Review – Gravity (dir. Alfonso Cuarón, 2013)

by Kate

Gravity Cuaron

How budget and CGI allowed Alfonso Cuarón to reinvent the filmgoing experience.

With Gravity, Alfonso Cuarón finds a perfect setting in which to utilize his love of sweeping camera movements and long takes. Harry Potter and the Prisoner of Azkaban (2004), with it’s otherworldly rules, gave Cuarón a chance to stretch his wings a bit. When Harry hops on his broomstick and hurdles into the air, you can tell the director is enjoying the freedom of green screen and budgeting that allow him to lift off the ground. In Children of Men (2006), Cuarón once again favored camera fluidity, emphasizing the vast amounts of rubbled space in a childless future. The technique also creates a feeling of continuous action, providing an alternative to the rapid editing techniques over-used in action films. Here, harnessing a jaw-dropping environment unlike any other, he lets his instincts run wild.

Of course, to say he followed his “instincts” could imply organic, vérité-style camera movement. Instead, this film took years of planning and laboring over minutiae in a computer lab. But even while Cuarón’s role was not as simple as pointing and shooting a camera, the film overwhelming bears the mark of its director. In Gravity, Cuarón emphasizes the vastness of space by departing from the rules that usually govern film language on the ground. This movement away from typical cinema rules parallels the freedom that digital imaging can impart on the filmmaking process, provided one has the resources to make it look as good as it does here.

Having only two protagonists and one setting makes it easier for Cuarón to come up with creative ways to avoid cutting. The camera movement emphasizes the vastness and openness of space with long gliding camera shots that often move with dizzying irregularity and speed. Cuarón doesn’t seem to be burdened by any gravitational bias. There is no up or down. Viewers have to become acclimated to a totally weightless and 3-dimensional environment. Conventional spatial relationships can be discarded. There’s no room for medium shots, or shot-reverse-shot structure in this film. The very set-up of the narrative prevents it. And with the characters communicating by radio, they are free to maintain a physical distance from one another. Cuarón is creative with his use of sound, which further reinforces the feeling of deep space. Once again, he makes the most of the environment by allowing sounds to get swallowed in the expanse.

The film opens with a long shot with barely audible squeak of radio static. Words gradually start to form as the center of the action draws nearer. Ryan Stone (Sandra Bullock) and Matt Kowalski (George Clooney) encounter disaster when a field of debris wrecks their ship and sends them careening into the void. The camera pans along with Stone, who is still harnessed to a stray piece of the shuttle, as she spins out of control following the impact. When Stone cuts herself loose, she finds herself in a nightmare situation. Unbound to anything, she is drifting in space and quickly running out of oxygen. Kowalski finds her and pulls her towards a near-by space station, where they plant to use the escape pod to return home. To avoid cross cutting, Cuarón aims his camera at Bullock, and shows a reflection of Kowalski in the curved glass of her helmet. The tactic allows viewers to remain situated with Stone, feeling her anxiety build.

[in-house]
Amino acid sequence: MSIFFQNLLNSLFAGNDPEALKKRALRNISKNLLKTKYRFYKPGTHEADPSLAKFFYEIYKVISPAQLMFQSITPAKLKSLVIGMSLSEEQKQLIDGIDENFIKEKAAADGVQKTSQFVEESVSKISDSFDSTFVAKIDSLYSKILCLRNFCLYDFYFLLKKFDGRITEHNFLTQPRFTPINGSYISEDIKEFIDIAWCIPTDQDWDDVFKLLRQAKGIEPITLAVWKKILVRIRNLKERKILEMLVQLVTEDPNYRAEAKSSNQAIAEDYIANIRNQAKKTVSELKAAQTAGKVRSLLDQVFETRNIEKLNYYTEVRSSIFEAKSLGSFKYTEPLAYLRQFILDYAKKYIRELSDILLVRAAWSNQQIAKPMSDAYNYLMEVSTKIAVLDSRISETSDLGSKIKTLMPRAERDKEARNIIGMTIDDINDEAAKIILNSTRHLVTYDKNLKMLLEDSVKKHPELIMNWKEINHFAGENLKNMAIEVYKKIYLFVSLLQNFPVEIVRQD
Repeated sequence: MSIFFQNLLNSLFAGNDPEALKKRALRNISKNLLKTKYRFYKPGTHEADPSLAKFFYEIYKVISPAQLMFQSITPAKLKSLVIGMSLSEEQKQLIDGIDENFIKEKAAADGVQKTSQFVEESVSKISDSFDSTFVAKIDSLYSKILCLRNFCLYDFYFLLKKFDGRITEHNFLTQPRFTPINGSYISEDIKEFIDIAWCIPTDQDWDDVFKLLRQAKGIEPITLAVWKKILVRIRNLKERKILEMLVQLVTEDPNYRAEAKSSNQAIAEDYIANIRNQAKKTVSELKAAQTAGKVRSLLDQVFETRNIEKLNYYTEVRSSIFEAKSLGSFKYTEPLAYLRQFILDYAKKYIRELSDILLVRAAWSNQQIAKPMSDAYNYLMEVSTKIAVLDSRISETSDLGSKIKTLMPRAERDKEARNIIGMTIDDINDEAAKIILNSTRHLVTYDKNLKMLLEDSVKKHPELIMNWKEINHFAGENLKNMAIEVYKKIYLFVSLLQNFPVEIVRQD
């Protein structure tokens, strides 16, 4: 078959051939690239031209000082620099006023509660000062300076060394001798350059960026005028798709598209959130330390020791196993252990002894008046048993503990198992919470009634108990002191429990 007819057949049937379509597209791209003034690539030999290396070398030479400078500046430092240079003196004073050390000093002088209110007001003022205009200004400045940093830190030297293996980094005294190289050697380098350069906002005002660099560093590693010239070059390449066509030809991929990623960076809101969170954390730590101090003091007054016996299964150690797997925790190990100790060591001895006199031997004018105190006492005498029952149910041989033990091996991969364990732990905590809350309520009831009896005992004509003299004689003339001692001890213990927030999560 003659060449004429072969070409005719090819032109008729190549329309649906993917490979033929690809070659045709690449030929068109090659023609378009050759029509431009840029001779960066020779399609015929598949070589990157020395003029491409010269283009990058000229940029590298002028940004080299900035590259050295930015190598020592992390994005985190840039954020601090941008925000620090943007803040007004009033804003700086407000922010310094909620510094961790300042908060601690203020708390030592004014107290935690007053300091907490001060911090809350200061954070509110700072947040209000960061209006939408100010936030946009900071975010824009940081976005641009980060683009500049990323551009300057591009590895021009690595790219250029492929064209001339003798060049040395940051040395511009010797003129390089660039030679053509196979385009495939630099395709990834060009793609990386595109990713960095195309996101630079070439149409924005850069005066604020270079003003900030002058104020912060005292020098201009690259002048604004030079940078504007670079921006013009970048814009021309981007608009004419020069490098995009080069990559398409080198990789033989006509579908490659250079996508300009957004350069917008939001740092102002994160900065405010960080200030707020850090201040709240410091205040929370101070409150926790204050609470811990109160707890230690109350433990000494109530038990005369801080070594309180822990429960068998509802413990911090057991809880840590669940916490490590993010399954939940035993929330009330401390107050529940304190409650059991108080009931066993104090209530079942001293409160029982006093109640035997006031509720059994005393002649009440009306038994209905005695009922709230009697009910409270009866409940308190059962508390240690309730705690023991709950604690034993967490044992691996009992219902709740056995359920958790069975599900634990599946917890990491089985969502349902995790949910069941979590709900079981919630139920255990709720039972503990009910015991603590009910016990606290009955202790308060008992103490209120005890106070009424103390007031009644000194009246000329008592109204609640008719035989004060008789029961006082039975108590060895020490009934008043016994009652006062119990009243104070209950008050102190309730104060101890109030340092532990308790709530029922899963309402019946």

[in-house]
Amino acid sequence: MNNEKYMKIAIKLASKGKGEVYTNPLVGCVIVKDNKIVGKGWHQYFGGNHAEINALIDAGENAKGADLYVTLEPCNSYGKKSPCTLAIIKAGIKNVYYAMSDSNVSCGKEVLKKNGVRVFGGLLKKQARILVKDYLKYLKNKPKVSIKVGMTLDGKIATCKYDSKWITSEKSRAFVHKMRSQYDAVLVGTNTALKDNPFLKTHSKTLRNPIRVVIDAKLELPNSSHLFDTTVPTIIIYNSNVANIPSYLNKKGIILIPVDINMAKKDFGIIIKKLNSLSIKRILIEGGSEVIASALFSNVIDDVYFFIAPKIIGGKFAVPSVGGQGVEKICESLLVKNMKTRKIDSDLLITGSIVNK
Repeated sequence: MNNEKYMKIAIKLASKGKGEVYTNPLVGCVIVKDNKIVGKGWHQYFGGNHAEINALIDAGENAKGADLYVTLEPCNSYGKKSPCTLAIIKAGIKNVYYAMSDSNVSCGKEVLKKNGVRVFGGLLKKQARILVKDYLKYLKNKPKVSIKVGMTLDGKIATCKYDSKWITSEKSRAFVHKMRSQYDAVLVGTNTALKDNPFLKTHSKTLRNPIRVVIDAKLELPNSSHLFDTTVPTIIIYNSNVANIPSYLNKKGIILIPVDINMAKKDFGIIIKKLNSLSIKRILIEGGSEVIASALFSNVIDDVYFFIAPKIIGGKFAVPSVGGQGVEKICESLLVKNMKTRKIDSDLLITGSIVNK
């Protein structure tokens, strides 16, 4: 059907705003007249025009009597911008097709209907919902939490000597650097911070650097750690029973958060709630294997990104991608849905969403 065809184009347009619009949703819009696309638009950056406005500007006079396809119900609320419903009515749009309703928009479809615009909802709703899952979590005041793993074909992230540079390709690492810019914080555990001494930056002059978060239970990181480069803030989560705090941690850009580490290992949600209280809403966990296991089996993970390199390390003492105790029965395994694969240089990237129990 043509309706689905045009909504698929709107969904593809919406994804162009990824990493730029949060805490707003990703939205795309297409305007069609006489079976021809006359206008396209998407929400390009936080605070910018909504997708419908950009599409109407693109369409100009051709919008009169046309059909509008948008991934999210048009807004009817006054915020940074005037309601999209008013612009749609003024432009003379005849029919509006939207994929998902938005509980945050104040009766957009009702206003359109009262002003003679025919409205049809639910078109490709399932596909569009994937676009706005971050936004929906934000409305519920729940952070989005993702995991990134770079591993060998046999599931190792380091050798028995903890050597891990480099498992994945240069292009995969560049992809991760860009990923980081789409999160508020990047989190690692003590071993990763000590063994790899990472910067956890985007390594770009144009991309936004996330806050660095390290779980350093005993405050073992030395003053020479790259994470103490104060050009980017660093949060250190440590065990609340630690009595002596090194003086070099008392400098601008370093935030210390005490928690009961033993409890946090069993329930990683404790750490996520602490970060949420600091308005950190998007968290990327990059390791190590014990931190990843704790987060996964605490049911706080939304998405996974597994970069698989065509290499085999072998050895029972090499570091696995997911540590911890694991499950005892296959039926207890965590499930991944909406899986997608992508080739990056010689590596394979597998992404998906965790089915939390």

After much travail, Stone finally makes it into the station and out of her spacesuit. She allows herself a moment of respite, drifting into a fetal curl and lingering there. What is this image of rebirth doing in the middle of the film? There’s a simple narrative explanation: Stone has been given a new chance at life, following near-defeat by the gaping jaws of the universe. After losing her daughter, Stone has little reason to fight for her life, but near-death makes existence feel precious once more. What better place to experience this epiphany than outer space, which, despite its inhospitality to the human organism, is the true origin of life? On the other hand, perhaps the rebirth demonstrates a renewal of film, or at least, a new era of filmmaking where 3-D and digital imaging technology are finally being implemented to their fullest potential. The camera no longer records reality, but the director’s wildest dreams.

This movie deserves its blockbuster status. It’s pure spectacle created by the best production values money can buy. However, it also uses those resources to make something incredible that addresses something fundamental about the drive for survival and the elements that truly inspire fear. What could have been a distracting pop corn flick is actually much more.

In a way, the film’s success is somewhat worrisome. While expectations for mainstream film should absolutely be higher, putting more money into movies like Gravity could result in greater polarization between the haves and the have-nots of the industry, creating a gulf between them. When producers feel as though they have to pour millions of dollars into budgeting a film in order for it to be a success, they will only bet on what they believe to be sure-fire winners – not always to the benefit of cultural advancement. On the other hand, if we have only mega-blockbusters lining theater marquees from now on, by all means, make them more like Gravity.


If you are looking for a good piece on the technology behind the film, I’d recommend this one from Cinema Blend.